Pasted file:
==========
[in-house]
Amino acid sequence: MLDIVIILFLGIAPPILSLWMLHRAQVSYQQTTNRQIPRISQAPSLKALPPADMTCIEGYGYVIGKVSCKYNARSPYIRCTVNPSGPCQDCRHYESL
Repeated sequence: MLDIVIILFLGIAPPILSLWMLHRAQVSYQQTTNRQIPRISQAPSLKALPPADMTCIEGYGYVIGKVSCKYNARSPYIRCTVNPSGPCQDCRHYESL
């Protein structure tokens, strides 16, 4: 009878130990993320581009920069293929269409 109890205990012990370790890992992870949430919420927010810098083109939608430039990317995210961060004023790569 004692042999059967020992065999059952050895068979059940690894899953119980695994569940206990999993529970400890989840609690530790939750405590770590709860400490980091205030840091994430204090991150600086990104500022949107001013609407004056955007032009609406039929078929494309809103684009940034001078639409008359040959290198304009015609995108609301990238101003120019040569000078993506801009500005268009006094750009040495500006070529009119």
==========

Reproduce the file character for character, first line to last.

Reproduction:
[in-house]
Amino acid sequence: MLDIVIILFLGIAPPILSLWMLHRAQVSYQQTTNRQIPRISQAPSLKALPPADMTCIEGYGYVIGKVSCKYNARSPYIRCTVNPSGPCQDCRHYESL
Repeated sequence: MLDIVIILFLGIAPPILSLWMLHRAQVSYQQTTNRQIPRISQAPSLKALPPADMTCIEGYGYVIGKVSCKYNARSPYIRCTVNPSGPCQDCRHYESL
């Protein structure tokens, strides 16, 4: 009878130990993320581009920069293929269409 109890205990012990370790890992992870949430919420927010810098083109939608430039990317995210961060004023790569 004692042999059967020992065999059952050895068979059940690894899953119980695994569940206990999993529970400890989840609690530790939750405590770590709860400490980091205030840091994430204090991150600086990104500022949107001013609407004056955007032009609406039929078929494309809103684009940034001078639409008359040959290198304009015609995108609301990238101003120019040569000078993506801009500005268009006094750009040495500006070529009119």